Study: Mandatory infant screening linked with lower CCHD deaths
MelissaJenco, News Content Editor
Mandatory screening of infants for critical congenital heart disease (CCHD) was linked
with significantly decreased rates of related deaths, according to a new study.
States requiring screening saw a 33% decrease in CCHD deaths and a 21% decrease in
other congenital cardiac deaths relative to other states.
“More families are able to celebrate special milestones in a child’s life thanks to
the early identification and treatment of heart defects,” Centers for Disease Control
and Prevention (CDC) Director Brenda Fitzgerald, M.D., said in a news release. “Screening newborns for critical congenital heart disease in every state, tribe,
and territory will save lives and help babies thrive.”
CCHD occurs in 200 per 100,000 births, according to the study “Association of US State
Implementation of Newborn Screening Policies for Critical Congenital Heart Disease
With Early Infant Cardiac Deaths” (Abouk R, et al. JAMA, Dec. 5, 2017, https://jamanetwork.com/journals/jama/fullarticle/2664999). In 2011, federal health authorities added pulse oximetry screening for CCHD to
the U.S. Recommended Uniform Screening Panel for newborns, a move backed by the Academy.
Researchers used data from the National Center for Health Statistics from 2007-’13
to look at the impact of the recommendation. During that time, there were 2,734 CCHD
deaths and 3,967 other/unspecified congenital cardiac deaths, according to the study.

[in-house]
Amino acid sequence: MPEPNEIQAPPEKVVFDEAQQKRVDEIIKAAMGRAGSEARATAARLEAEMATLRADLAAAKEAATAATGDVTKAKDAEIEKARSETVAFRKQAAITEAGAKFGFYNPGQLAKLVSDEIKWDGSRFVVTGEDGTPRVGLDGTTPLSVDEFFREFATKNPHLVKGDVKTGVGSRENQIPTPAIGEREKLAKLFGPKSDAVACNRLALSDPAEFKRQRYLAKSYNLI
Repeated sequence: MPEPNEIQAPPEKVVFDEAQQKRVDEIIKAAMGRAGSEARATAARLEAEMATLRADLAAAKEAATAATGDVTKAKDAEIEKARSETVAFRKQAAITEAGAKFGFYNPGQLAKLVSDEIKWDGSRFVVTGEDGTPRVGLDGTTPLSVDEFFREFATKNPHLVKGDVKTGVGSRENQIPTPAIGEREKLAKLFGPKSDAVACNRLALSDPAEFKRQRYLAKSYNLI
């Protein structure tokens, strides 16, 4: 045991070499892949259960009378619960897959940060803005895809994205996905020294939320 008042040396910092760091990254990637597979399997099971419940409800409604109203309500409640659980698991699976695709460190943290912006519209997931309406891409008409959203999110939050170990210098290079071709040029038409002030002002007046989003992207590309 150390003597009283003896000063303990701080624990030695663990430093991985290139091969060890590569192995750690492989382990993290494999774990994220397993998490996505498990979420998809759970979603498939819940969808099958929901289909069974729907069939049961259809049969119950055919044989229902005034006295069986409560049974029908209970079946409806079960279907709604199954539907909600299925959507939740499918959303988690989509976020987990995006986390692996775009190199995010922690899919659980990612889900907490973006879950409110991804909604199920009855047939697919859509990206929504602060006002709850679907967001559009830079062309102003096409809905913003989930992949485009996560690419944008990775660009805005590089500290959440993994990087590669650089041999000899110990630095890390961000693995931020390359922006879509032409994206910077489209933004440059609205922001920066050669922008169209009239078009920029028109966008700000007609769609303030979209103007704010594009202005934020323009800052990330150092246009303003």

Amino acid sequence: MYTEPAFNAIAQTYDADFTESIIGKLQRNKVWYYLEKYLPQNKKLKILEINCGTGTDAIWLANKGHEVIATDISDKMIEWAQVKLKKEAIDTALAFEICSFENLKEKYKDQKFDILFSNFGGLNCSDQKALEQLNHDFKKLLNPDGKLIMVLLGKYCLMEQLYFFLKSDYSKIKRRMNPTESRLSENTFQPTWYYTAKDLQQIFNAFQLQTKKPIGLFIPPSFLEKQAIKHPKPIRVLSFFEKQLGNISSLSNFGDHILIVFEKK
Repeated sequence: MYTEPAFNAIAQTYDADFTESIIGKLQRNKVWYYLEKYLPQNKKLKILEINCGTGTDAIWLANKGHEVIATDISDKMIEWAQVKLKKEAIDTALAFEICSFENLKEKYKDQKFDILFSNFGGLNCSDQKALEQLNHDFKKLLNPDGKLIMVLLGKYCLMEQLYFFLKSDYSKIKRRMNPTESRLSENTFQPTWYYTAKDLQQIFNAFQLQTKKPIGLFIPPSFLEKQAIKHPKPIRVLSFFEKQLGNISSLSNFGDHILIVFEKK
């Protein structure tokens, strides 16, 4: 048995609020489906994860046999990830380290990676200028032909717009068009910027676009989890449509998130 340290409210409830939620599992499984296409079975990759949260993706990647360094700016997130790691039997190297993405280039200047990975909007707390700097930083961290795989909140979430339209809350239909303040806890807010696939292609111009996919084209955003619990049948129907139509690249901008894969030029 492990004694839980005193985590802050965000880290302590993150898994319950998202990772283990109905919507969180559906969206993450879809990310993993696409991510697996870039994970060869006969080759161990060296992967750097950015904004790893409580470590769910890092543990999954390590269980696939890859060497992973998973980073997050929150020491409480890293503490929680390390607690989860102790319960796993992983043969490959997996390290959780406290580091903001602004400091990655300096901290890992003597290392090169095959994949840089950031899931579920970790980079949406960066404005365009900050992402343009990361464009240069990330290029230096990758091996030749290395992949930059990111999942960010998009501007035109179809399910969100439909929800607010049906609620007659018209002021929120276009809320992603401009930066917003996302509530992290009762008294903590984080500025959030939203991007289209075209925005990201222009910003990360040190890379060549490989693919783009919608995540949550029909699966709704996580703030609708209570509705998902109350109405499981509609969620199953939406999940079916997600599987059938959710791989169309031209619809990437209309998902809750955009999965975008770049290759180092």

Those deaths dropped about 2.8% and 1.8%, respectively each year from 2007-’12. From
2012-’13, CCHD deaths dropped 16.8%, while other/unspecified cardiac deaths dropped
The authors also looked specifically at the eight states that implemented mandatory
screening policies between August 2011 and June 2013 and found a 33.4% relative decrease
in CCHD deaths relative to previous years and other states, a decrease of 3.9 deaths
per 100,000 births.
Deaths from other/unspecified cardiac causes dropped 21.4% in states with mandatory
screening relative to other states with an absolute decline of 3.5 deaths per 100,000
Alex R. Kemper, M.D., M.P.H., M.S., FAAP, who co-authored implementation strategies for screening, co-wrote an editorial responding to the new data and called the findings reassuring as nearly all states
now have CCHD screening requirements.
“… the evidence is now sufficient to declare newborn screening for critical congenital
heart disease a successful public health intervention,” according to the editorial.
“Additional data are needed to provide more specific information about what aspects
of the critical congenital heart disease newborn screening requirements are most effective
in improving health outcomes.”